September 11, 2013

Today's Hotness: Lady Jane, Natural Velvet

Lady Jane -- Things We Forgot On Vacation (crop)

>> As a somewhat solid editor, Clicky Clicky honcho Jay has developed substantial expertise identifying which artists will be most pleasing for this reviewer to consider. Case in point: The assignment of a track from Things We Forgot on Vacation, the upcoming full-length from the Rennes, France-based psych-rock foursome Lady Jane. As far as we're concerned, the record's alluring preview single "Death of a Dandy" is just what the doctor ordered to accompany the shuffling in of autumn. As evidenced by their already extensive back catalog, Lady Jane are no strangers to mid-'60s psychedelic and classic rock, so "Death of a Dandy" is in keeping with the band's vibe. Here they perfectly capture the mood, structure and insanity of original Floyd fronter Syd Barrett's songwriting circa 1968, without delivering just a carbon copy. The acoustic strums, lazy stream-of-consciousness vocal delivery, and gutbucket slide guitars all recall the promise and innovation propounded by Mr. Barrett before his decline and withdrawal from public life. Lady Jane's song is more structured and straight than Barrett's later solo work, which is often what music fans are most familiar with. Instead, it's like an additional transmission from the lost, hallowed period surrounding the creation of Pink Floyd's second album, A Saucerful of Secrets, and specifically its lone, Syd-penned capstone, the beautifully scrambled "Jugband Blues." The Frenchmen carefully transport that delicate era to our own in crafting a composition that would be perfect for a disorienting evening at a hip, smoky bistro. And so Lady Jane not only make us curious about what other talent may be lurking about France awaiting our ears, but also shows that there's still a lot of great new things that can come of a careful study of less-copied composers. Stream "Death of a Dandy" via the Bandcamp embed below. Things We Forgot On Vacation is available here for pre-order now via the Les Disques Normal imprint; both the CD and vinyl versions are slated to for release Oct. 7. -- Edward Charlton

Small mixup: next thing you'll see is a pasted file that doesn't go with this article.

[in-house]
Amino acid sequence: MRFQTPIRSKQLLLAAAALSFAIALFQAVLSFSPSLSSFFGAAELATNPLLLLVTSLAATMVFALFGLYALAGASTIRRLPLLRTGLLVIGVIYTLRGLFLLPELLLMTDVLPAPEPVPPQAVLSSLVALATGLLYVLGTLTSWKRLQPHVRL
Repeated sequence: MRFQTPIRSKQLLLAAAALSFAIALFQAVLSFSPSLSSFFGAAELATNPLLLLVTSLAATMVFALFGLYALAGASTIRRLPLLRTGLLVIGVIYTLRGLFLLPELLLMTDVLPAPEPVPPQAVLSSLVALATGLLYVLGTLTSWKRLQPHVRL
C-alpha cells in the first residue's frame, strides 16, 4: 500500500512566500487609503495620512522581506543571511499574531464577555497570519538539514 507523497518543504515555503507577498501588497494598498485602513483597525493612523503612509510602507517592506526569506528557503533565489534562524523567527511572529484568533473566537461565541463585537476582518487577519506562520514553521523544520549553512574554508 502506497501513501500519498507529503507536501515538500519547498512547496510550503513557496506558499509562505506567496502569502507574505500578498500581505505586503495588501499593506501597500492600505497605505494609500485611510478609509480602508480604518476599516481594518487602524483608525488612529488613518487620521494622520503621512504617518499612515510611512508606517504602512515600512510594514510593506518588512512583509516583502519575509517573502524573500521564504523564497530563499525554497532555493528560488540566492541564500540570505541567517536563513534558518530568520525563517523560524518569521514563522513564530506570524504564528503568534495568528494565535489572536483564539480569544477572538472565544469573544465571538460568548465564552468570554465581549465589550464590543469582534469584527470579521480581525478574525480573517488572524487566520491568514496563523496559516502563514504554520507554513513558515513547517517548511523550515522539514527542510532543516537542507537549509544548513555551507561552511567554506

>> Baltimore noise-pop concern Natural Velvet released a debut EP to the wilds of the Interzizzles over the summer that has kept our attention for some time. Called Salome With The Head of John the Baptist, the relatively new act's five-song collection is notable both for being affecting and for not fitting tidily into one of a contemporary music writer's many little descriptive boxes. It's rare that this reviewer can't connect some dots and peg influences to any band that describes itself as shoegaze, post-punk or noise rock, but Natural Velvet certainly presents a delightful challenge. Natural Velvet pull together strains of metal and gothic post-punk and pair it -- like a well-traveled noise sommelier -- with the dry, brittle production of the '80s underground. Indeed, at first it seems as if Salome With The Head of John the Baptist is a nostalgic release, but that then begs the question: nostalgic for what? It's hard to put a finger on. The collection's standout song "Salome" opens with a spindly chimes 'n' drums intro that imbues the tune with a cool and creepy mysteriousness evocative of Rodan's epic "Tooth-Fairy Retribution Manifesto." The tune then lurches into a steady, but jagged groove. Perhaps it's the dry, hi-hat-heavy drum style, upfront vocals, or that grinding distortion, but the instrumentation has the same sort of concentrated, performance-focused, DIY conviction present on many mid-period SST releases. Singer Corynne Osterman's speak-sing vocals are a pleasant surprise, as well. With so many contemporary female singers either emphasizing their serene ethereality, diva-like bravado, or pixie cuteness, it's refreshing to hear a woman mutter, groan, and sigh forth. Admittedly, there are moments on Salome With The Head of John the Baptist that feel stiff, but even so this is a promising young group, one that presents a singular approach we've not heard elsewhere in the thriving Baltimore scene. Could Natural Velvet be a new recruit to the army of Grass Widow's dark and sensual take on female-fronted rock? Let's hope so. Grab its entire EP as a pay-whutcha-like download via the Bandcamp embed below. -- Edward Charlton

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